A Tree Grows in Brooklyn by Betty Smith

A Tree Grows in Brooklyn by Betty Smith Book with bird and greenery

This site includes affiliate links, meaning: Abibliophobe Books may earn commissions from Amazon or other companies for qualifying purchases, at no added expense to you.

A memoir style book billed as a novel, A Tree Grows in Brooklyn gives readers a loving, and at times gritty, depiction of life among the poor in pre-World War One Brooklyn.  It’s well worth reading, both for its glimpse into mores of its time and insights in to how living there, and being poor, impacts its many characters.  The inner lives of even secondary characters are delineated with loving care, as well as Francies’ (the protagonist).  Interesting to me is that Francies’ brother Cornelius, known as “Neely,” is depicted largely externally.  We know some of what he says and does, and we know how Francie and Katie (their mother) feel about him.  His internal musings are not on display.

Francie is a person who wants to experience life, expending some effort to hold on to both all that is large and all that is small in her life.  She notices when other people aren’t noticing people and things, such as the librarian that she yearns to form a connection with.  At the same time, there is much in her life that causes her to feel anxious. The result is that her life seems almost like a dream to her when she thinks about it.  She begins to realize that things and people are not necessarily the way she thought.   As a lonely child, Francie has time to dream, think, and wonder.  Growing up is interesting but challenging.  This is a memorable narrative, filled with longing and wonder.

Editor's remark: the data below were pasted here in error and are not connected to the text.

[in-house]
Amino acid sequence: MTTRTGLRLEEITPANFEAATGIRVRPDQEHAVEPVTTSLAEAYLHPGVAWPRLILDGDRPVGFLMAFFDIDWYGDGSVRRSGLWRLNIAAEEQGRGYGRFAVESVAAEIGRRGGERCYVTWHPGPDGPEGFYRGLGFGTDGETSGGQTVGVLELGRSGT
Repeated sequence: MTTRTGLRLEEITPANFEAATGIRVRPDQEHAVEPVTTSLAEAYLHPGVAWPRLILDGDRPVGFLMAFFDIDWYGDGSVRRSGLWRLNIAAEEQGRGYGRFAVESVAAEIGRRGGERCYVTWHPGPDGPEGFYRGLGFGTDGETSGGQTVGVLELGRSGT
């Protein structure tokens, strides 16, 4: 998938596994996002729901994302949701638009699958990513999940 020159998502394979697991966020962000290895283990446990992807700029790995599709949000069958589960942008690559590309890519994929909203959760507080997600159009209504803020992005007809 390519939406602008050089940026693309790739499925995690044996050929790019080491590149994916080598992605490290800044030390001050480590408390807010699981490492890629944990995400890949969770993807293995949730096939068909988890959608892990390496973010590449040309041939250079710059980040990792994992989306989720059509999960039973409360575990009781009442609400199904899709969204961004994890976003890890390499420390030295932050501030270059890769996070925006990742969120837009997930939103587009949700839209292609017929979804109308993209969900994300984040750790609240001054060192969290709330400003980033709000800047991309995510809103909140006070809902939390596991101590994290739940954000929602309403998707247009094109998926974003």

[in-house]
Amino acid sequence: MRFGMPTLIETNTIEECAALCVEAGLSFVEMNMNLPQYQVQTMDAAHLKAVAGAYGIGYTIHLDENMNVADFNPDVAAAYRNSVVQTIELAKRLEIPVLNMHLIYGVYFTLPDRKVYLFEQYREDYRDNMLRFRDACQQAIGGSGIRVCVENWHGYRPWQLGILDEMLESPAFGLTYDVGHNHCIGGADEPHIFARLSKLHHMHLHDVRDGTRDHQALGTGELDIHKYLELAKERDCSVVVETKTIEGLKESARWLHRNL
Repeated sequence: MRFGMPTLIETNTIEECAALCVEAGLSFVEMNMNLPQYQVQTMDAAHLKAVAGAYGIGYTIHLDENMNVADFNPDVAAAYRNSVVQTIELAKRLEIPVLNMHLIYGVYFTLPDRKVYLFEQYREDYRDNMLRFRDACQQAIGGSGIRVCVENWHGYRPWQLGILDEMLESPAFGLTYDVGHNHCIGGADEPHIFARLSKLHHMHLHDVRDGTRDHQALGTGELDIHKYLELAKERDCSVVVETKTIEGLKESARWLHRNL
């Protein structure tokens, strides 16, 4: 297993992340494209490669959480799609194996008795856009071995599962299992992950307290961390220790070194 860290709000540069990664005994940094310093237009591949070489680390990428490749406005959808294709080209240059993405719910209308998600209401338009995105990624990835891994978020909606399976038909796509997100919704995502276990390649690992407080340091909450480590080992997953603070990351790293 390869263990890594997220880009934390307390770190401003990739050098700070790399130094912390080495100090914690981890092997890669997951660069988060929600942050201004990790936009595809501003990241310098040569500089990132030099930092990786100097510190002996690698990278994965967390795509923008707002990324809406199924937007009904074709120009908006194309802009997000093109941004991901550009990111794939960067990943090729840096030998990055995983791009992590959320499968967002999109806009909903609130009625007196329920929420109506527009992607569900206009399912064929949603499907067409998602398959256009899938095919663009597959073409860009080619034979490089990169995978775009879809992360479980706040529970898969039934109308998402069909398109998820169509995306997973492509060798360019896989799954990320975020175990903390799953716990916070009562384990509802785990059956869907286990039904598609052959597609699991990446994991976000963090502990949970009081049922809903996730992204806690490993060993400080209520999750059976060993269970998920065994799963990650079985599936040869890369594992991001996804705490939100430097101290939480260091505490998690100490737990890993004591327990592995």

My initial reading of this book was at too young an age, and I didn’t really appreciate it.  It was one of my mom’s favorite books.  We have a family story that goes with it.  My mom wanted to name one of my brothers “Cornelius.”  He escaped that fate because my father flat-out refused.  When I was three or four years old an alley cat adopted us (maybe because I was feeding it, ha ha!)  He became my pet and when my mom suggested “Cornelius” for his name I was sold!  That’s the only Cornelius she ever got!

A second reading of this book, as an adult, opened my eyes to a possible explanation of why my mom loved this book so much.  So many of the views and events were like a mirror of my mother’s childhood!  For the first time I understood that my mom, and my father, had been poor growing up! It was a detail I hadn’t really grabbed hold of as I listened to stories, usually humorous, from their childhoods.  In my mom’s case, many of her traits, outlooks, and longings are reminiscent of Francies’.  This was a book, and a character, my mother really related to.  I felt that it gave me insight into how she perceived and perceives things.

A story my father sometimes told was how he went to the beach with his friends (in California) and they body surfed or used whatever they had on hand to ride the waves.  I voiced that it was too bad they didn’t have boogie boards.  He said, “We were all poor, so it didn’t matter.”  

There may have been days Francie and Neely would have agreed.

Best Regards,

This Abibliophobe